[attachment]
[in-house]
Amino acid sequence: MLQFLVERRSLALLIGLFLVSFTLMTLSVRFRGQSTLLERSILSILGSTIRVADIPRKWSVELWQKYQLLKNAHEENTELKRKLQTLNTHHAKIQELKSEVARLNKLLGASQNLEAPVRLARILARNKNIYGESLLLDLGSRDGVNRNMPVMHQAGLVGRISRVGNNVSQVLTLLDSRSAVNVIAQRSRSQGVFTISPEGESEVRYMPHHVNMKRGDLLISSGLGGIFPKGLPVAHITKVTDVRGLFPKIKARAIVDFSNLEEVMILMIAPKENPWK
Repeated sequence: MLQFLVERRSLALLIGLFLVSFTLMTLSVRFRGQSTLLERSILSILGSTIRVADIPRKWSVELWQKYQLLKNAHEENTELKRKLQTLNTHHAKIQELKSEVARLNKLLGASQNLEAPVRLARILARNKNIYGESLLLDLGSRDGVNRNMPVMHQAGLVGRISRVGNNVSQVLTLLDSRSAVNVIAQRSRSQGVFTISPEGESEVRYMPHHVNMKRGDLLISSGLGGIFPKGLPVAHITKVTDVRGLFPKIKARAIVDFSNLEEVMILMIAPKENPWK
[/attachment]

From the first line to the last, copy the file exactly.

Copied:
[in-house]
Amino acid sequence: MLQFLVERRSLALLIGLFLVSFTLMTLSVRFRGQSTLLERSILSILGSTIRVADIPRKWSVELWQKYQLLKNAHEENTELKRKLQTLNTHHAKIQELKSEVARLNKLLGASQNLEAPVRLARILARNKNIYGESLLLDLGSRDGVNRNMPVMHQAGLVGRISRVGNNVSQVLTLLDSRSAVNVIAQRSRSQGVFTISPEGESEVRYMPHHVNMKRGDLLISSGLGGIFPKGLPVAHITKVTDVRGLFPKIKARAIVDFSNLEEVMILMIAPKENPWK
Repeated sequence: MLQFLVERRSLALLIGLFLVSFTLMTLSVRFRGQSTLLERSILSILGSTIRVADIPRKWSVELWQKYQLLKNAHEENTELKRKLQTLNTHHAKIQELKSEVARLNKLLGASQNLEAPVRLARILARNKNIYGESLLLDLGSRDGVNRNMPVMHQAGLVGRISRVGNNVSQVLTLLDSRSAVNVIAQRSRSQGVFTISPEGESEVRYMPHHVNMKRGDLLISSGLGGIFPKGLPVAHITKVTDVRGLFPKIKARAIVDFSNLEEVMILMIAPKENPWK